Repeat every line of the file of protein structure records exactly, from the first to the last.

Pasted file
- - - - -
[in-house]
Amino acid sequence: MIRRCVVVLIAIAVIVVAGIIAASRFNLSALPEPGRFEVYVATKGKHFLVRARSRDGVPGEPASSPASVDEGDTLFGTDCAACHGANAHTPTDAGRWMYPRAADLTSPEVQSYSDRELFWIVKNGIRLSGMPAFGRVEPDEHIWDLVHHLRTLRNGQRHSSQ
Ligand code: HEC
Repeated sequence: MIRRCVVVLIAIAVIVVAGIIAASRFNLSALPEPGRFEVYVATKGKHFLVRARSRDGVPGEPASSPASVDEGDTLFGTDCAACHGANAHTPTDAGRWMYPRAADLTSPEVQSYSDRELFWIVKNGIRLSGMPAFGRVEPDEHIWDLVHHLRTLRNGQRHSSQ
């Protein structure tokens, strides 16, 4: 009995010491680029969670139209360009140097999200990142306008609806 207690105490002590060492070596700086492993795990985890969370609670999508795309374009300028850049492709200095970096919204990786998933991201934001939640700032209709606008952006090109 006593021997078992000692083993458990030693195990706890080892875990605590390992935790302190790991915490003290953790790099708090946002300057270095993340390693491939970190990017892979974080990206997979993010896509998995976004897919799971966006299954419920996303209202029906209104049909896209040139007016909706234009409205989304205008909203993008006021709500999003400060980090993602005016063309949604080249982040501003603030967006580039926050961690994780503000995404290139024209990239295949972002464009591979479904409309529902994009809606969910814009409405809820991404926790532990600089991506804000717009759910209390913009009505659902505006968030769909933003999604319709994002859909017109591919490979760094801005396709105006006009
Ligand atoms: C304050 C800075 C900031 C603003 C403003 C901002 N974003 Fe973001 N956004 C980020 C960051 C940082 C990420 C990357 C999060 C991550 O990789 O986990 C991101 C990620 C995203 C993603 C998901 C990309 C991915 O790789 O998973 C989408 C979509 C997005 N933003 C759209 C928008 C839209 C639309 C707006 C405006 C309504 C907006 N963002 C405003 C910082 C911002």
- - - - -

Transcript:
[in-house]
Amino acid sequence: MIRRCVVVLIAIAVIVVAGIIAASRFNLSALPEPGRFEVYVATKGKHFLVRARSRDGVPGEPASSPASVDEGDTLFGTDCAACHGANAHTPTDAGRWMYPRAADLTSPEVQSYSDRELFWIVKNGIRLSGMPAFGRVEPDEHIWDLVHHLRTLRNGQRHSSQ
Ligand code: HEC
Repeated sequence: MIRRCVVVLIAIAVIVVAGIIAASRFNLSALPEPGRFEVYVATKGKHFLVRARSRDGVPGEPASSPASVDEGDTLFGTDCAACHGANAHTPTDAGRWMYPRAADLTSPEVQSYSDRELFWIVKNGIRLSGMPAFGRVEPDEHIWDLVHHLRTLRNGQRHSSQ
């Protein structure tokens, strides 16, 4: 009995010491680029969670139209360009140097999200990142306008609806 207690105490002590060492070596700086492993795990985890969370609670999508795309374009300028850049492709200095970096919204990786998933991201934001939640700032209709606008952006090109 006593021997078992000692083993458990030693195990706890080892875990605590390992935790302190790991915490003290953790790099708090946002300057270095993340390693491939970190990017892979974080990206997979993010896509998995976004897919799971966006299954419920996303209202029906209104049909896209040139007016909706234009409205989304205008909203993008006021709500999003400060980090993602005016063309949604080249982040501003603030967006580039926050961690994780503000995404290139024209990239295949972002464009591979479904409309529902994009809606969910814009409405809820991404926790532990600089991506804000717009759910209390913009009505659902505006968030769909933003999604319709994002859909017109591919490979760094801005396709105006006009
Ligand atoms: C304050 C800075 C900031 C603003 C403003 C901002 N974003 Fe973001 N956004 C980020 C960051 C940082 C990420 C990357 C999060 C991550 O990789 O986990 C991101 C990620 C995203 C993603 C998901 C990309 C991915 O790789 O998973 C989408 C979509 C997005 N933003 C759209 C928008 C839209 C639309 C707006 C405006 C309504 C907006 N963002 C405003 C910082 C911002």